The following is an editorial from the Rochester Post-Bulletin.
The glee expressed by MNsure critics when PreferredOne announced it would be pulling out of Minnesota’s health insurance exchange was expected, but nonetheless, it’s still disappointing.
The Affordable Care Act isn’t going to go away. Even if the Republicans gain control of the U.S. Senate and maintain their majority in the U.S. House, Congress won’t be able to repeal it because they won’t have a sufficient majority to override President Barack Obama’s veto, something he certainly would use to preserve the signature achievement of his administration. That means we must make MNsure better or default to the federal health exchange as a majority of the states have done.
PreferredOne, the largest provider of coverage during the first year of Minnesota’s health insurance exchange, announced last week it was pulling out of MNsure because it was “not administratively and financially sustainable.” PreferredOne, a small but well-regarded company based in Golden Valley, saw an opportunity to expand its market and took a risk by offering premiums lower than any of its competitors.
Initially, the strategy appeared to work. PreferredOne had 59 percent of the private-plan market for MNsure enrollees through Aug. 6. Blue Cross and Blue Shield of Minnesota had 23 percent, HealthPartners 12 percent, Medica 5 percent and UCare 1 percent. However, PreferredOne concluded it couldn’t maintain its lower premiums as it neared the enrollment deadline for 2015 and chose to leave the health exchange.
Customers can stay with PreferredOne if they choose. The company has to renew existing policies by law, but it has the option of charging more. However, for other customers who qualify for federal tax subsidies, keeping their PreferredOne might not be affordable. The only way to receive the federal subsidies is to enroll in coverage through the state’s insurance exchange, and PreferredOne plans will not be available there. That probably will force some people to switch carriers, leaving the four remaining companies competing for nearly 30,000 people who bought PreferredOne policies when the 2015 open-enrollment period begins on Nov. 15.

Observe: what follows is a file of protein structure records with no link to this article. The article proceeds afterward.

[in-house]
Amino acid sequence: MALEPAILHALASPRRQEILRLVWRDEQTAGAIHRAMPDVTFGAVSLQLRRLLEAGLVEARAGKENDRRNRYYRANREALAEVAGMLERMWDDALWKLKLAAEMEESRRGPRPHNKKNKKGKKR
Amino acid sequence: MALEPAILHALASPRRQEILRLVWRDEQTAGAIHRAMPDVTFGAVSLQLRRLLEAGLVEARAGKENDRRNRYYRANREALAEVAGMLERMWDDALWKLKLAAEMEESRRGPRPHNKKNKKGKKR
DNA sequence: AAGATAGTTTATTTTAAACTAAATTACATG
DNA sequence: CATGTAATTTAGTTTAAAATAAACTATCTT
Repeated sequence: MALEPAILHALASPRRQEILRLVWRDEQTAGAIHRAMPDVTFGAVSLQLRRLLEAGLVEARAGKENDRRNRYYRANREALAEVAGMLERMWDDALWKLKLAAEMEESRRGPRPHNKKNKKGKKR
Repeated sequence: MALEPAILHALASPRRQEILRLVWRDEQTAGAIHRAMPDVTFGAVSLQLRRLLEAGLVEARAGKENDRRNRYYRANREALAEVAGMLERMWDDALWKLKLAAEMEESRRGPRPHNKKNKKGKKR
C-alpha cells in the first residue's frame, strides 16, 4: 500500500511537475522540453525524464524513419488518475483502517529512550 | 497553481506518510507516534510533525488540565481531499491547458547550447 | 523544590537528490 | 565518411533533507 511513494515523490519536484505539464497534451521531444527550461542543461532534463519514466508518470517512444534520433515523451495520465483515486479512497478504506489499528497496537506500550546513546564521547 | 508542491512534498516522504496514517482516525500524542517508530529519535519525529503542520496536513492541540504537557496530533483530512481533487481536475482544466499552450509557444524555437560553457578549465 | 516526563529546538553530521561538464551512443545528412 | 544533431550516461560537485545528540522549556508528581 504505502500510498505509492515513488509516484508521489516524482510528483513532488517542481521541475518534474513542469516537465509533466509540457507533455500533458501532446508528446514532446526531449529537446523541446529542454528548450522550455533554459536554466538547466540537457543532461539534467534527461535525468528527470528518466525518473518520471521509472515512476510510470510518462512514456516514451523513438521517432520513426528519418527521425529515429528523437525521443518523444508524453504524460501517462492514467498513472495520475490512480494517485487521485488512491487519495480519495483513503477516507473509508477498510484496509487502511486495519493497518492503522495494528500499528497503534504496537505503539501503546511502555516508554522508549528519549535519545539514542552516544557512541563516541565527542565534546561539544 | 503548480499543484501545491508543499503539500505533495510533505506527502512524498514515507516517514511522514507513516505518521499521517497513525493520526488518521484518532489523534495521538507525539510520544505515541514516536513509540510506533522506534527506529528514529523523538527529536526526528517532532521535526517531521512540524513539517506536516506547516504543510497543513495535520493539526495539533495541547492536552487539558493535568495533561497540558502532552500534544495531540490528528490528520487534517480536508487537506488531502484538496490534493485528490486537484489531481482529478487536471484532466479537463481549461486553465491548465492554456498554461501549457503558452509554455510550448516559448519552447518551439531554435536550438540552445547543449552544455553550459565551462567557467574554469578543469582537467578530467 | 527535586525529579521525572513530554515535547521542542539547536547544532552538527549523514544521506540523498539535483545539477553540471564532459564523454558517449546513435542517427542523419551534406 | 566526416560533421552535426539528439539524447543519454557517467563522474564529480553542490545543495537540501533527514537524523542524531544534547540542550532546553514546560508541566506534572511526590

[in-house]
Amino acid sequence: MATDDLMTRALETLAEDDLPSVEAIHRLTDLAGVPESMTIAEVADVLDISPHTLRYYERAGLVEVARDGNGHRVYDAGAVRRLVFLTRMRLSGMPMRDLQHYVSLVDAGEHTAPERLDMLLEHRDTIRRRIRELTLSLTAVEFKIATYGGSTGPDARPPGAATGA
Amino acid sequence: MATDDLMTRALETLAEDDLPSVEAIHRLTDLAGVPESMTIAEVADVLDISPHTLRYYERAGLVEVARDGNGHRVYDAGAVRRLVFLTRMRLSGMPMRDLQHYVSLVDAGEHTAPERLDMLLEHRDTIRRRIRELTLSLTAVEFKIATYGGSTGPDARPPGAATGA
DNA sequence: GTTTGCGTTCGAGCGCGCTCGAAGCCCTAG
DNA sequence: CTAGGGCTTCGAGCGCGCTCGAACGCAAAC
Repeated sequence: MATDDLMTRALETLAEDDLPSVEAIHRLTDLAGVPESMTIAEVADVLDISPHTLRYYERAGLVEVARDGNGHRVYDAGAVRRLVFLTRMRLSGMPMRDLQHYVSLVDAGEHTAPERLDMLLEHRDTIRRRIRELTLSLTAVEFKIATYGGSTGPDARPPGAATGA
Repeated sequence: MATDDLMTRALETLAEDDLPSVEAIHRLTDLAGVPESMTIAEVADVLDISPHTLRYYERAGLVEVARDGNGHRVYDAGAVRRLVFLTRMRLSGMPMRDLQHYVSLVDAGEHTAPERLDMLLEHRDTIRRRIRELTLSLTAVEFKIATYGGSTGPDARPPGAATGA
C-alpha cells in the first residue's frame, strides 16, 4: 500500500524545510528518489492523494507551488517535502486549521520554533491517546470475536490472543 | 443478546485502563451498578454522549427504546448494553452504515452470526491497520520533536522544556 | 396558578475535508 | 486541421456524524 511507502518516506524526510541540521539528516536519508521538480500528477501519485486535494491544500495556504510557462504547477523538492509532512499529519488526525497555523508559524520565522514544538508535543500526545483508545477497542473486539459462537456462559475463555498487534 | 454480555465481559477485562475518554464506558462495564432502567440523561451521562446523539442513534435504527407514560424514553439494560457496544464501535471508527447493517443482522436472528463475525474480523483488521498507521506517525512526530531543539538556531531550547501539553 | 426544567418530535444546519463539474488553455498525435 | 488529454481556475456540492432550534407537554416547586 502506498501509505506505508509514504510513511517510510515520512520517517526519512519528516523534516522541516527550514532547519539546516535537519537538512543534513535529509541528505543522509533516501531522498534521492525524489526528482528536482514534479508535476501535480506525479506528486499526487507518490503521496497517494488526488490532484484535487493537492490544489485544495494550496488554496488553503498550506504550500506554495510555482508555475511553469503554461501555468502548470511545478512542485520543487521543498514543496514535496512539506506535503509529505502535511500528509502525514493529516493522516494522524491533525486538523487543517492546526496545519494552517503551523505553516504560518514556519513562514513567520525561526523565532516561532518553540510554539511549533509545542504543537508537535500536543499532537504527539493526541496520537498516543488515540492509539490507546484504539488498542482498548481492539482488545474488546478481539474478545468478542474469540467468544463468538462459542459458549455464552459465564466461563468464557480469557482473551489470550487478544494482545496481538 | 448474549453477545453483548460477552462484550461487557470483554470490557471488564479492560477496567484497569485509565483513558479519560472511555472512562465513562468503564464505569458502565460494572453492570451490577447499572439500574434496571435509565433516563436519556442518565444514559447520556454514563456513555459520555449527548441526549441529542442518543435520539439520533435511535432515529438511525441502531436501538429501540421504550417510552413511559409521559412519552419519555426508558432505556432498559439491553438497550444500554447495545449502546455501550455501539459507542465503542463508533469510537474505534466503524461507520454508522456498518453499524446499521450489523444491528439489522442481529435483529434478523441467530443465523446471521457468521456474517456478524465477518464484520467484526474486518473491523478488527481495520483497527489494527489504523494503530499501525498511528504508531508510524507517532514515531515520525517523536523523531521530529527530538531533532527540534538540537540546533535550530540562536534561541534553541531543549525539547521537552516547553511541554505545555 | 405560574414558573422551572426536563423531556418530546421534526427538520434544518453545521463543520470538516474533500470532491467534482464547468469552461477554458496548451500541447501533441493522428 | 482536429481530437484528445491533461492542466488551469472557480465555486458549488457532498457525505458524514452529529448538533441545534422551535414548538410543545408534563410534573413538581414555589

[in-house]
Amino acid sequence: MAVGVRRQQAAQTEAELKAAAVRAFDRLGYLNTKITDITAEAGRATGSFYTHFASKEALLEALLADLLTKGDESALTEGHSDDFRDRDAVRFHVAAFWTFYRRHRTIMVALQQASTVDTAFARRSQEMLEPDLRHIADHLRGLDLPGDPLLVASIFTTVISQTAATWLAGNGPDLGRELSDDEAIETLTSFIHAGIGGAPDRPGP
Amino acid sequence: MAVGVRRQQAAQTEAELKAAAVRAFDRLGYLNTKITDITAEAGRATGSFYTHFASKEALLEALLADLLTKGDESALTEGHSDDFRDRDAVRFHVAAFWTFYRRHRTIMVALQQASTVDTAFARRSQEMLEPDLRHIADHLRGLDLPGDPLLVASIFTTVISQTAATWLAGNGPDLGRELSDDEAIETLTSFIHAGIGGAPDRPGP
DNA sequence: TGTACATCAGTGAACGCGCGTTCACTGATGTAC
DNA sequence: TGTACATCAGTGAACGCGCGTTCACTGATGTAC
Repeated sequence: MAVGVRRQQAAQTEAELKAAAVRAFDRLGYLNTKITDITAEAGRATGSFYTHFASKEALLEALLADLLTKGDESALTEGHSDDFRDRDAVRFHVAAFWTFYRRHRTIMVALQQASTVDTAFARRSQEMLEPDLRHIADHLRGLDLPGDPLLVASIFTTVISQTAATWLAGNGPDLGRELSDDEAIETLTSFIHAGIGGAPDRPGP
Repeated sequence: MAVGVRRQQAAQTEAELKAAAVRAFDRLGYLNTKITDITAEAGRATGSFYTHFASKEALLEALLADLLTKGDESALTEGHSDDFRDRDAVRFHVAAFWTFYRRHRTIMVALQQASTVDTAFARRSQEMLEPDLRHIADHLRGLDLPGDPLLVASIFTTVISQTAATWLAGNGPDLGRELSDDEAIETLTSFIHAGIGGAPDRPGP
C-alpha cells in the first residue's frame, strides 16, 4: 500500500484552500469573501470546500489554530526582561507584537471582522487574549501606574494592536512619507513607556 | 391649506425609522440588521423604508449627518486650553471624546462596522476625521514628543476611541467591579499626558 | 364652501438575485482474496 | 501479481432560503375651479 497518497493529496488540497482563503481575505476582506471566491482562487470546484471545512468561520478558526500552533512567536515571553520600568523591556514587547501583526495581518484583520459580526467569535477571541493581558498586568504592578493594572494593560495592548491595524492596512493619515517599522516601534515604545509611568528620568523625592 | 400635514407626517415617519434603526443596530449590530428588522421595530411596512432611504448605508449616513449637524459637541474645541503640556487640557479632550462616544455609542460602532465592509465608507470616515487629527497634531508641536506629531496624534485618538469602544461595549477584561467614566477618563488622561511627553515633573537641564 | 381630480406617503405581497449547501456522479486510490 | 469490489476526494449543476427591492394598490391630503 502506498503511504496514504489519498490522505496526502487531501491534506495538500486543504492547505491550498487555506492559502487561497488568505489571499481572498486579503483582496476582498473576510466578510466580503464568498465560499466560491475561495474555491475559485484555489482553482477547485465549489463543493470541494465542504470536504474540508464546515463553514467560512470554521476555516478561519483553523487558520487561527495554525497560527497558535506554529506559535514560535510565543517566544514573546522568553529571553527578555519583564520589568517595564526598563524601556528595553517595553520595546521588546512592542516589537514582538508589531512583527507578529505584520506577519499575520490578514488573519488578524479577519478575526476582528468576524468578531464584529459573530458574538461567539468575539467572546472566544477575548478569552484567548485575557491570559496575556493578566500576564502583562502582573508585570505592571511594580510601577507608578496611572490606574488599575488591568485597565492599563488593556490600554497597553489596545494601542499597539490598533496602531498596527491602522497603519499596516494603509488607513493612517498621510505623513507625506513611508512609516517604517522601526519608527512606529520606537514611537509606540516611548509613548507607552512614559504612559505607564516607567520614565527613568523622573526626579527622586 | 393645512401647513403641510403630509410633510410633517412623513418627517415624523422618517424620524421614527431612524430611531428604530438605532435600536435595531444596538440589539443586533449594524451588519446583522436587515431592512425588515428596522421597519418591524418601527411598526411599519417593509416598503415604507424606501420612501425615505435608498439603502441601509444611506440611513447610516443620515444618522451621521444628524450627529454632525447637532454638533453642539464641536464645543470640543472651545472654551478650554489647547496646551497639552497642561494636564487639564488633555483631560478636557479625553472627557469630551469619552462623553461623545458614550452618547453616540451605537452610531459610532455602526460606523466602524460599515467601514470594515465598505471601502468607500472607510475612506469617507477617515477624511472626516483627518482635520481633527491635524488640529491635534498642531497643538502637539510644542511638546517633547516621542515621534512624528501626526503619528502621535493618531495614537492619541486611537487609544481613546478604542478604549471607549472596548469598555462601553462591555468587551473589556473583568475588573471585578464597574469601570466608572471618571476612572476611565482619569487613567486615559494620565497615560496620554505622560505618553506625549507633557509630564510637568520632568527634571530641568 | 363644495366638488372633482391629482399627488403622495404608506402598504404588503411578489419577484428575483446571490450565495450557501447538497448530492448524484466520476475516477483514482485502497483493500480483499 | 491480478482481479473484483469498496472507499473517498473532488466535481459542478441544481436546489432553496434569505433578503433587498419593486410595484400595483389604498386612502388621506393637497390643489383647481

Republican gubernatorial candidate Jeff Johnson stepped up his criticism of MNsure on Friday by calling for the state auditor to expand the current investigation into the health exchange’s operations on whether the Commerce Department pressured PreferredOne into offering rates that are unsustainably low. Legislative Auditor James Nobles is in the midst of conducting two audits and a broader evaluation of MNsure after its disastrous rollout last year.
We’ll dismiss Johnson’s charge as campaign hyperbole because accusing Gov. Mark Dayton’s administration of coercion is absurd, especially because he couldn’t offer any hard evidence. However, we believe Johnson’s earlier criticisms of MNsure are worthy of discussion.
Johnson has questioned Dayton for denying waivers to small businesses not in compliance with the federal health-care law. While the Obama administration has offered states more time to get small group plans in compliance, the Dayton administration said no to that option. Dayton defended his decision by saying 75 percent of Minnesota companies already are ACA-compliant and that exempting the other 25 percent would unfairly raise rates for the compliant companies.
Johnson also said he would change the composition of the MNsure board, adding people with experience in the health-care industry. He also has suggested tightening rules around what the MNsure board is authorized to do.
MNsure already was one of the main campaign issues of the gubernatorial and legislation races. Let’s not waste any more breath with the I-told-you-so rhetoric. Instead, let’s return to offering concrete ideas on how to improve MNsure.
Republished with permission.
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